The Prosecutor, in Canada, is called a Crown Attorney. The job of a Crown Attorney is to prosecute the criminal charges laid by police officers. This is an adversarial process. The Crown tries to prove you committed a criminal offence, and as the defence attorney, I try to prevent that, on your behalf. The Crown is the state’s lawyer, and I am your lawyer. It is the state against you. Note that the victim/complainant does not have a lawyer. The role of the victim in this process is that of a witness. It is therefore, the Crown who decides whether or not the prosecution proceeds, not the victim/complainant.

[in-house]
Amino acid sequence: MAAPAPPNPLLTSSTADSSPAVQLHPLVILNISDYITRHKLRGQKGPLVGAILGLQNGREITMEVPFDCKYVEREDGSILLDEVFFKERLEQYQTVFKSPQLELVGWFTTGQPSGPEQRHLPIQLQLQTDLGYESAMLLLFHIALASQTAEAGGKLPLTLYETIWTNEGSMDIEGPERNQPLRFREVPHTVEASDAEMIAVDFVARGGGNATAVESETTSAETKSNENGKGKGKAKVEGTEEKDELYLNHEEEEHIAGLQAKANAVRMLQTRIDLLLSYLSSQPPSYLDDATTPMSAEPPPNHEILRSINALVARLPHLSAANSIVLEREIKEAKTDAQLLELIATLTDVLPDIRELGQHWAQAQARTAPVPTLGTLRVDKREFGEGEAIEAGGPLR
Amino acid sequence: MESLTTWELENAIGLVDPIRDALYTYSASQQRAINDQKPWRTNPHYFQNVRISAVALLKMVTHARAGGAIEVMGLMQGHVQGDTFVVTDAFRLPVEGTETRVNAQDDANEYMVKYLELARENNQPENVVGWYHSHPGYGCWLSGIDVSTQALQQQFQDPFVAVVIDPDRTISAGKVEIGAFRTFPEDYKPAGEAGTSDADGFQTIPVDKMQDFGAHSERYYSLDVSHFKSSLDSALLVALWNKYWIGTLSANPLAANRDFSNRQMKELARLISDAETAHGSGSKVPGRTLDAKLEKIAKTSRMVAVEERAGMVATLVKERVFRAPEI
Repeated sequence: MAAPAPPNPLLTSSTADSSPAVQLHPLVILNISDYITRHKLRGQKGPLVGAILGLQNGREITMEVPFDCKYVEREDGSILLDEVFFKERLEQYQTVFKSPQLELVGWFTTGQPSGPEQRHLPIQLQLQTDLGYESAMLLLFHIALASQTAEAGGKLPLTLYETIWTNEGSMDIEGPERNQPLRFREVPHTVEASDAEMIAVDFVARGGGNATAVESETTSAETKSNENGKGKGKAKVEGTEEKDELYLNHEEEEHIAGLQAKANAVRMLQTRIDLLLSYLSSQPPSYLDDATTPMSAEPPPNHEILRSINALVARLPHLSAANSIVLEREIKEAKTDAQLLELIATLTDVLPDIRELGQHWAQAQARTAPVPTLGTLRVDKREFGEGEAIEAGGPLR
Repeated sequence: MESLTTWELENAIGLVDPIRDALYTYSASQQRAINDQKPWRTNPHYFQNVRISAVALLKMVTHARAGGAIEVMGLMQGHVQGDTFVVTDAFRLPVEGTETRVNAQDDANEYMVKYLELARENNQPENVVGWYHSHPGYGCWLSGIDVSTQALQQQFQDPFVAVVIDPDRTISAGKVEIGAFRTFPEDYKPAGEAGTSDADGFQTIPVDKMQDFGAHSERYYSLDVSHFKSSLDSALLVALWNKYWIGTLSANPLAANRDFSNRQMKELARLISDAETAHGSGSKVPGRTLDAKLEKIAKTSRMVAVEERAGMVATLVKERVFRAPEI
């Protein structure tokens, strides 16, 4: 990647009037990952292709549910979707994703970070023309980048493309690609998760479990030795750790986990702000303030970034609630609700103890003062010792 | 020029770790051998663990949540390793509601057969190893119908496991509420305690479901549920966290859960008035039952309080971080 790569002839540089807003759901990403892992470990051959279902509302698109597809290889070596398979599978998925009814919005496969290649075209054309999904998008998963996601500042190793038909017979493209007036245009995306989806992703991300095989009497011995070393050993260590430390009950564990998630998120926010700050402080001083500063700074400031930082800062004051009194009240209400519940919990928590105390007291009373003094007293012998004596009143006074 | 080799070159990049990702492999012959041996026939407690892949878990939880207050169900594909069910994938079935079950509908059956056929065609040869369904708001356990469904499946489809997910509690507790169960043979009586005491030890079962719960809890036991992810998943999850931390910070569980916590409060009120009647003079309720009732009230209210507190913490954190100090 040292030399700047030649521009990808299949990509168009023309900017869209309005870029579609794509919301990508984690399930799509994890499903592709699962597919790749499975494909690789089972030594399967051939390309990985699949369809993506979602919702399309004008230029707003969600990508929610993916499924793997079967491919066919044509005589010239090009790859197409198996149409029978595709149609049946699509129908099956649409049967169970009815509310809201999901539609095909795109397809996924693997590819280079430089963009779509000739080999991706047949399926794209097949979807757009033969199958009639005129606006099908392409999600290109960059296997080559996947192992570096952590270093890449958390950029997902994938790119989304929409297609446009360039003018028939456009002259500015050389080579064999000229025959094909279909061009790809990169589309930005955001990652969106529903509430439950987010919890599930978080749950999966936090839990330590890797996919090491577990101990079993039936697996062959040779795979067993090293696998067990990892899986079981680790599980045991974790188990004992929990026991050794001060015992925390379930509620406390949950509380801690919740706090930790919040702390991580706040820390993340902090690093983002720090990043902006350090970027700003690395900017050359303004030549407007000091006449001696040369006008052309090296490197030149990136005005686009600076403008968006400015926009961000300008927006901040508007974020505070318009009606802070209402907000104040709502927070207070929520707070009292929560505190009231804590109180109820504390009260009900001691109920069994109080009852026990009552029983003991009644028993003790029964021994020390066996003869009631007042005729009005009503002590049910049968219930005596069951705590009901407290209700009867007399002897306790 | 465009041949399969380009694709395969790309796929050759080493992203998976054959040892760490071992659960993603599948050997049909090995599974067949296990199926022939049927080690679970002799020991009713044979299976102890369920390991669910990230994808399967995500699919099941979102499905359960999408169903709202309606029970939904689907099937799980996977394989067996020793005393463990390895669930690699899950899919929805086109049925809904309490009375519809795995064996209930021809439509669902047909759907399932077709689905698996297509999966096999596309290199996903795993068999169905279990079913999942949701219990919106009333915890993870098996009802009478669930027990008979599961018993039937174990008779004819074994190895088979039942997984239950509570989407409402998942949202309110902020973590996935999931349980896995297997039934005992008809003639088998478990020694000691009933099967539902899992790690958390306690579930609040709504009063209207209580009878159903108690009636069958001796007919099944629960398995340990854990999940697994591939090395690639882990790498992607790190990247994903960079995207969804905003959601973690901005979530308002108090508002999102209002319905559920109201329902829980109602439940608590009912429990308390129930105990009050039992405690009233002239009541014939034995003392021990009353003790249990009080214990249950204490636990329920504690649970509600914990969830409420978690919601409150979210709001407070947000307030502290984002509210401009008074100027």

Crown Attorneys are quasi-judicial officers. This means that they have an obligation to act fairly. It is said that the Crown never wins or loses a case. The obligation of the Crown is to prosecute every charge or case that has a “reasonable prospect of conviction” and is in the public interest. Conversely, it is the obligation of the Crown Attorney to withdraw cases from prosecution when he or she comes to the conclusion that either there is no reasonable prospect of conviction or that is not in the public interest to proceed.
The Crown advances the public interest and I advance your interest.